There are several reasons you may be convicted of Social Security fraud, and the penalties vary based on the type of fraud and the length of time of the fraud. The penalties for Social Security fraud are outlined in Section 1129 of the Social Security Act.
Types of Fraud
There are several types of fraud. These include but are not limited to furnishing false identifying information on your application for Social Security or for the maintenance of Social Security, furnishing false information to increase your Social Security payments, making a false statement when determining Social Security eligibility, making a false statement about the amount of wages and the period of time those wages were paid, and using another person's Social Security payment.
The Social Security Act is contained in the U.S. Code. It is in Section 1129 of 42 U.S.C. 1320a through 8. This portion of the U.S. Code is accessible on the Social Security website (see References).
Penalties for committing Social Security fraud depend on the crime committed, in addition to a civil money penalty. The civil money penalty is not more than $5,000 for each benefit received during the commission of the fraud. The Social Security commissioner may also bar a medical provider or doctor from participating in any of the Title XVIII programs.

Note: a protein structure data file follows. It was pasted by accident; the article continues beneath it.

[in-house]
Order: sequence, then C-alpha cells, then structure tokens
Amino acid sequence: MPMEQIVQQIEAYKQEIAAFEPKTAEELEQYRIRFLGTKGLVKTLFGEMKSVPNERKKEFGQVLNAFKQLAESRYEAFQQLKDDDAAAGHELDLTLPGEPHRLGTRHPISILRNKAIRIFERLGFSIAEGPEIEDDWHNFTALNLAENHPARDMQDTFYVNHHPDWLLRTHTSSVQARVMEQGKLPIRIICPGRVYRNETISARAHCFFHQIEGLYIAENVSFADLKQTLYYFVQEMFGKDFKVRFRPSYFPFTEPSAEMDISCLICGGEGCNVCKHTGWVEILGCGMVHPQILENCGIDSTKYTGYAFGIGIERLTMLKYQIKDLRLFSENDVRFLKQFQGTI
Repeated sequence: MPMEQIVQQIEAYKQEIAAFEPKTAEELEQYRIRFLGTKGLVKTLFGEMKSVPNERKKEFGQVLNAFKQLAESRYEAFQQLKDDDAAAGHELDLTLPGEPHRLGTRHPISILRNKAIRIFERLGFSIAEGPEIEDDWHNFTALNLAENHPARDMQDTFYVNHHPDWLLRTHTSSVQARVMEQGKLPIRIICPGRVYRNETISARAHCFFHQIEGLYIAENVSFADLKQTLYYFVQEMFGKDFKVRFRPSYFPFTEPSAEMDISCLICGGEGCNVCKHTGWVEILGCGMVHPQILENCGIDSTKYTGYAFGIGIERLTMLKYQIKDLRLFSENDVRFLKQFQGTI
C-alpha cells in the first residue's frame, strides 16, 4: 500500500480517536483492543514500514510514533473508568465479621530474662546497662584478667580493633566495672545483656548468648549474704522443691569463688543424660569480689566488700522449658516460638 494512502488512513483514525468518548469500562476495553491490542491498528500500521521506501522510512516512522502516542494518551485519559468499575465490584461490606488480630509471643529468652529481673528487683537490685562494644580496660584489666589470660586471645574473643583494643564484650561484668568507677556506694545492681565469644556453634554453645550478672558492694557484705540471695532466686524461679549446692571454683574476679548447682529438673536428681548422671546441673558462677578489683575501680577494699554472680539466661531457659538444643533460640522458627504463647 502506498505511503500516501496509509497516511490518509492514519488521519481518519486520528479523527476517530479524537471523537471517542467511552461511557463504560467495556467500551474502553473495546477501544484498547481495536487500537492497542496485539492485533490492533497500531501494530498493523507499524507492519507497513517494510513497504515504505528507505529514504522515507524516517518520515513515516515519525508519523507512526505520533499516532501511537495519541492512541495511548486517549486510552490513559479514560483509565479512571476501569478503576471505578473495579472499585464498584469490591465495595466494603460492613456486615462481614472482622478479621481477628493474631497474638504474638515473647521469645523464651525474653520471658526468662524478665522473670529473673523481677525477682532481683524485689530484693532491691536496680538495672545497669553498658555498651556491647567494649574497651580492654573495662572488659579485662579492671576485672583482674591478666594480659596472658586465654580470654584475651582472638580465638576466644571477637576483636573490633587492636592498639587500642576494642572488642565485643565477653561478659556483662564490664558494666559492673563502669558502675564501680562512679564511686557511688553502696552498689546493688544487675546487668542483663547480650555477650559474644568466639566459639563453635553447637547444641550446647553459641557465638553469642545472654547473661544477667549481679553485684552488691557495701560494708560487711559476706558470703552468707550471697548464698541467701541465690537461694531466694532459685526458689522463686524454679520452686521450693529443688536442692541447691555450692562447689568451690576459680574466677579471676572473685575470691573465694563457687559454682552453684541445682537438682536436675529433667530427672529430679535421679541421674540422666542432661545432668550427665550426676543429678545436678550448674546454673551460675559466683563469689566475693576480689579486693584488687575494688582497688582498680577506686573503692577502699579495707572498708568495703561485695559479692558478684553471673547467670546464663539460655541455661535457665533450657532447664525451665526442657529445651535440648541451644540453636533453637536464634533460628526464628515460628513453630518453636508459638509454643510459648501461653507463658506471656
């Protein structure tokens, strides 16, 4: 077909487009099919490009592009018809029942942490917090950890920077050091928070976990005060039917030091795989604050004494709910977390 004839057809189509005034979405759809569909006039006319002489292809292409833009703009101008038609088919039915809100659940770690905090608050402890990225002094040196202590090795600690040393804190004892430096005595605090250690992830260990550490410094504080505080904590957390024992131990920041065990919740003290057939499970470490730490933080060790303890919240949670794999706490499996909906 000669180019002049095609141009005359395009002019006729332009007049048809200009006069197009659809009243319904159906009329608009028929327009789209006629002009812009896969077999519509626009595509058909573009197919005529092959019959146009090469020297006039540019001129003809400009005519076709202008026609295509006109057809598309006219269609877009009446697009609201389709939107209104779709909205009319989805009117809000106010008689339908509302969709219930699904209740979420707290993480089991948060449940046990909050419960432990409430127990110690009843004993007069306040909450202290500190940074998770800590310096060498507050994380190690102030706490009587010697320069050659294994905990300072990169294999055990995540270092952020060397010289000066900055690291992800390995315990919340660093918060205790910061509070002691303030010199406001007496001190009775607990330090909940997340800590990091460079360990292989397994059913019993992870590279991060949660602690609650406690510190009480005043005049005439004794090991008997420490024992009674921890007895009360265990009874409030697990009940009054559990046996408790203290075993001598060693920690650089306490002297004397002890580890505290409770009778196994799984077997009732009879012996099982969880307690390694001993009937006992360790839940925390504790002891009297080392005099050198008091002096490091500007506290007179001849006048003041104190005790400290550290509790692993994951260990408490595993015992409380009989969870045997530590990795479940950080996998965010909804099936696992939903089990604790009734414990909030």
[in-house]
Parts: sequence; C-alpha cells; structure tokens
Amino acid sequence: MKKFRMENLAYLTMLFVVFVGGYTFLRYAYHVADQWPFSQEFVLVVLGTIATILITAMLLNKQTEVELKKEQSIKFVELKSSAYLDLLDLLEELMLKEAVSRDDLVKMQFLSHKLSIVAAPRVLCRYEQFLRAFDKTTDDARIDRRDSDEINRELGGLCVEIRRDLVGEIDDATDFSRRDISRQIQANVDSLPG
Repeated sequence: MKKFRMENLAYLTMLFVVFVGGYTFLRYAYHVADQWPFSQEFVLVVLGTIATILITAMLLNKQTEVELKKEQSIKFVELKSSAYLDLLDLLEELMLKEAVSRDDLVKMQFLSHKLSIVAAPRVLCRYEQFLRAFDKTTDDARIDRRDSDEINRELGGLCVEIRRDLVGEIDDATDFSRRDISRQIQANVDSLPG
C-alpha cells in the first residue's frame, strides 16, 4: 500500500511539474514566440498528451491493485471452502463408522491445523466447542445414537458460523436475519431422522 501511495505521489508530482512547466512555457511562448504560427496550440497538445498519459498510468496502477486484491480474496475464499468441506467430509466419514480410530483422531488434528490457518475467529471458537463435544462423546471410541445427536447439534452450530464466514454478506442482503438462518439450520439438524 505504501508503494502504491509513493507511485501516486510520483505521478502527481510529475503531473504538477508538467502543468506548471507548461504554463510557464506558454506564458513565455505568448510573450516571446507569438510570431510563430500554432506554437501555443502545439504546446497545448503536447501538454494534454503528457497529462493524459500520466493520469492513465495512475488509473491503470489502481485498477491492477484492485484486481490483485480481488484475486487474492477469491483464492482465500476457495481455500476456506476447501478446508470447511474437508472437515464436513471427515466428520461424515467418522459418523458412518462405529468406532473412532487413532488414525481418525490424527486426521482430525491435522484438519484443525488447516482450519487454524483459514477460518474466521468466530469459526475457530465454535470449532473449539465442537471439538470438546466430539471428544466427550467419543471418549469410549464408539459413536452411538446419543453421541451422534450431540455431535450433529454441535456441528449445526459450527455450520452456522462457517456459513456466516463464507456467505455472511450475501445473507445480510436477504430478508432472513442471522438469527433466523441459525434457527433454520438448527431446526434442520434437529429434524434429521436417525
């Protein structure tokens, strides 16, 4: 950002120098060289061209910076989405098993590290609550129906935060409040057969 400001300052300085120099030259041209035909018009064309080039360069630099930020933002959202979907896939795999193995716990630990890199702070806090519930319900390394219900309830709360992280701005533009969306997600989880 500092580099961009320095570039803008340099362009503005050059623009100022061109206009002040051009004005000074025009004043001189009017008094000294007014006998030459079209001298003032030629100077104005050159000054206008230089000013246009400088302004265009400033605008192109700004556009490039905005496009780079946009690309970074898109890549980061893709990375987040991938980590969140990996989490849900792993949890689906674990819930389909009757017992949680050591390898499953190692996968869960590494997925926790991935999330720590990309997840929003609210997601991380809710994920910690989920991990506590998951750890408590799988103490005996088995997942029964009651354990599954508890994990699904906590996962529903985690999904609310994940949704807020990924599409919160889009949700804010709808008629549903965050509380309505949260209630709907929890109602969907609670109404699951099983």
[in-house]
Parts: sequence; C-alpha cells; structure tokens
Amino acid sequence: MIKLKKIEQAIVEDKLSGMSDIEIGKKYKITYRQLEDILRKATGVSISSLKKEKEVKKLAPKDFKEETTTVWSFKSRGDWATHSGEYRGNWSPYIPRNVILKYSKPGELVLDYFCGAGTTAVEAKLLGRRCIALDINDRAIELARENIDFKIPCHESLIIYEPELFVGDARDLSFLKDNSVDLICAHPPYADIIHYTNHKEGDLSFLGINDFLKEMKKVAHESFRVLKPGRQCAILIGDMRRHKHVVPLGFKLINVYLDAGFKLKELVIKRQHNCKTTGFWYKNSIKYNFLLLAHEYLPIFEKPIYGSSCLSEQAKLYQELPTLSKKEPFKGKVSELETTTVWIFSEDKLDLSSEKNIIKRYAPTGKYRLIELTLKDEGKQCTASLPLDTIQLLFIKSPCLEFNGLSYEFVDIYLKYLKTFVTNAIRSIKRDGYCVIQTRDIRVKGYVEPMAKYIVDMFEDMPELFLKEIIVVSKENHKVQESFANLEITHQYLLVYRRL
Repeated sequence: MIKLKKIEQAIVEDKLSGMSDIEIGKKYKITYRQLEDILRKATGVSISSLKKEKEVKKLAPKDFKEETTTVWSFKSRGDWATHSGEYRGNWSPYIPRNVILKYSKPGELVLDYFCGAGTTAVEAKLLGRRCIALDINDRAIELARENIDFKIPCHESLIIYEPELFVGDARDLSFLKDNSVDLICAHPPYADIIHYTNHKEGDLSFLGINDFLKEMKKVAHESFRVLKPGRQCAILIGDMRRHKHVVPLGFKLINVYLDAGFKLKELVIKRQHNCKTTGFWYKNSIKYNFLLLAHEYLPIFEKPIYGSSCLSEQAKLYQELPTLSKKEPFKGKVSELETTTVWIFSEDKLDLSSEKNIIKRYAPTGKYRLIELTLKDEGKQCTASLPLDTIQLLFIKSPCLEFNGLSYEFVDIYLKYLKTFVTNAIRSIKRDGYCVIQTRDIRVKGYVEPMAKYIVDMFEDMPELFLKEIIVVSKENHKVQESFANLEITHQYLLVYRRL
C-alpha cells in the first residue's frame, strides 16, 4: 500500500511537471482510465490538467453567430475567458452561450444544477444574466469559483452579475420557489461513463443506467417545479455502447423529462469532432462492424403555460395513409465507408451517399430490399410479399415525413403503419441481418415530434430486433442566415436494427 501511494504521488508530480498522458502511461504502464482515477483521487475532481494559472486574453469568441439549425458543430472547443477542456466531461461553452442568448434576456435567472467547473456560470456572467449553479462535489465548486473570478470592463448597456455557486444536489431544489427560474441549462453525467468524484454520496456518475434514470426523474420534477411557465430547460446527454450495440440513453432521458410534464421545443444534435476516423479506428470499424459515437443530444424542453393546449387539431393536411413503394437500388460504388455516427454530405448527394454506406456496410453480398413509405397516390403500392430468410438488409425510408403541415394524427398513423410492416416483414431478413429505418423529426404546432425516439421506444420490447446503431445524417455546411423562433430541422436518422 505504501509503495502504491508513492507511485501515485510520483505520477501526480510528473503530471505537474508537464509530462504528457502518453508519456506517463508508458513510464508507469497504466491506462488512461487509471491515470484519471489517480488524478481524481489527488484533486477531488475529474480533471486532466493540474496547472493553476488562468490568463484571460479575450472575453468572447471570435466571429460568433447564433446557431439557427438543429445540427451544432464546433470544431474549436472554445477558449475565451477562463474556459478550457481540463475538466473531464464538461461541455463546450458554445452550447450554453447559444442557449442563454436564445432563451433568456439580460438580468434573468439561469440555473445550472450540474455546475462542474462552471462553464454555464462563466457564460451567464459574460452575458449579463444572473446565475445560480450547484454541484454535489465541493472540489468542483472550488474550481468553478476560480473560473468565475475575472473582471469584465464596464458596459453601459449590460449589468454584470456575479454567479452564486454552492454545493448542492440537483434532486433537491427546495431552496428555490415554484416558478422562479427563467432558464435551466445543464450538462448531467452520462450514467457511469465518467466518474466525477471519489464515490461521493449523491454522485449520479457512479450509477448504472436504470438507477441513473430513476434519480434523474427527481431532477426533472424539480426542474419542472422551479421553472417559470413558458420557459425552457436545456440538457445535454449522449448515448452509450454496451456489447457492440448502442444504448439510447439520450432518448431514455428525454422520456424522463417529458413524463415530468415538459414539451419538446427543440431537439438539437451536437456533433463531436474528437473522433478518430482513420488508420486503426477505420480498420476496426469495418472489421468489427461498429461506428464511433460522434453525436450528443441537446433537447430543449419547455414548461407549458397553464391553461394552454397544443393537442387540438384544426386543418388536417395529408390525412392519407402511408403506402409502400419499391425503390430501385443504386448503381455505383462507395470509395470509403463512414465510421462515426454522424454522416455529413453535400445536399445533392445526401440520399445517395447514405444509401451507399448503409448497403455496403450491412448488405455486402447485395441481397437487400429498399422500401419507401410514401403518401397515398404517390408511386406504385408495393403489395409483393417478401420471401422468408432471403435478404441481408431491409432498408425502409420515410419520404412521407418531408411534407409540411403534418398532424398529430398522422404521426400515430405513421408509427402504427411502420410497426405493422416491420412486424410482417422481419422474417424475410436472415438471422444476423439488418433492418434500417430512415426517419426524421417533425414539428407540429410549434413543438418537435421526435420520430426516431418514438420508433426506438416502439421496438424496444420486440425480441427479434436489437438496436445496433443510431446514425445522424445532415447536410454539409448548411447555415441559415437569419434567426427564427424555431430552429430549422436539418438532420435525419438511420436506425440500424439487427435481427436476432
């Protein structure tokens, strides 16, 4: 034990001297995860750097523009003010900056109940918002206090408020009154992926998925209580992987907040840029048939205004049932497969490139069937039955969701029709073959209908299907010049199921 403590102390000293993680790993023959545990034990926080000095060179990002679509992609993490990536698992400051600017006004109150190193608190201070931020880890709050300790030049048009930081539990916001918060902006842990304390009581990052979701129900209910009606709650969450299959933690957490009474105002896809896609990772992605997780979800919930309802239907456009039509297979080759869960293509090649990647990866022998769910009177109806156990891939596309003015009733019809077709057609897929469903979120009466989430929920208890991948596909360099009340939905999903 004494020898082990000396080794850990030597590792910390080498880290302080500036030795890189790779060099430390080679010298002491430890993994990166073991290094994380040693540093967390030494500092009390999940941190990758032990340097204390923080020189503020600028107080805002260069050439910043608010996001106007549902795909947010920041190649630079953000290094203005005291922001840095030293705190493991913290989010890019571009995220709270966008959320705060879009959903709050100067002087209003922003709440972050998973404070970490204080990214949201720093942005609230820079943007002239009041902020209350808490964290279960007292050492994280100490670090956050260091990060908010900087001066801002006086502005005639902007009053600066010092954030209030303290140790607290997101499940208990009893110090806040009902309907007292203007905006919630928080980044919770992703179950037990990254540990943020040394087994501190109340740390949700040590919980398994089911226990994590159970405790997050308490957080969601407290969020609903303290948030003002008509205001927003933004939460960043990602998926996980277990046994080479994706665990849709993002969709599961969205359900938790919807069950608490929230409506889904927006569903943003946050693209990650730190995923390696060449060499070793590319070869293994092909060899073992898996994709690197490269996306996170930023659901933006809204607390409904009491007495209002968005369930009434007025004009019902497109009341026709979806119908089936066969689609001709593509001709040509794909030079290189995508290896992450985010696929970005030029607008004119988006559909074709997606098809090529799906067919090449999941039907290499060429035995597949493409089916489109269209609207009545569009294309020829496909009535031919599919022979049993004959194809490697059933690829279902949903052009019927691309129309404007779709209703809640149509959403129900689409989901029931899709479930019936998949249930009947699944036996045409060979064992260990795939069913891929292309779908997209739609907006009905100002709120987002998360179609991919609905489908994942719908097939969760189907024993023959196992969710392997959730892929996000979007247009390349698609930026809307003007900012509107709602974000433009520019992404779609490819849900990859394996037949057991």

Penalties for Misconduct During Hearings
During any hearing on fraud, the official who conducts the hearing may assess any number of penalties, including but not limited to prohibition of introduction of evidence, striking pleadings, dismissing the action and entering a default if a party does not conduct himself properly during the hearings. The hearing official may also order a party to pay the other party's attorney's fees and costs.
Review of Assessed Penalties
A review of any assessed penalties may be heard before the U.S. Court of Appeals, which has several circuits. The appeal is heard in the circuit where the appellant lives. An appeal must be filed within a certain number of days of the commissioner's determination via a written petition asking for the determination to be set aside or modified.
Cayden Conor has been writing since 1996. She has been published on several websites and in the winter 1996 issue of "QECE." Conor specializes in home and garden, dogs, legal, automotive and business subjects, with years of hands-on experience in these areas. She has an Associate of Science (paralegal) from Manchester Community College and studied computer science, criminology and education at University of Tampa.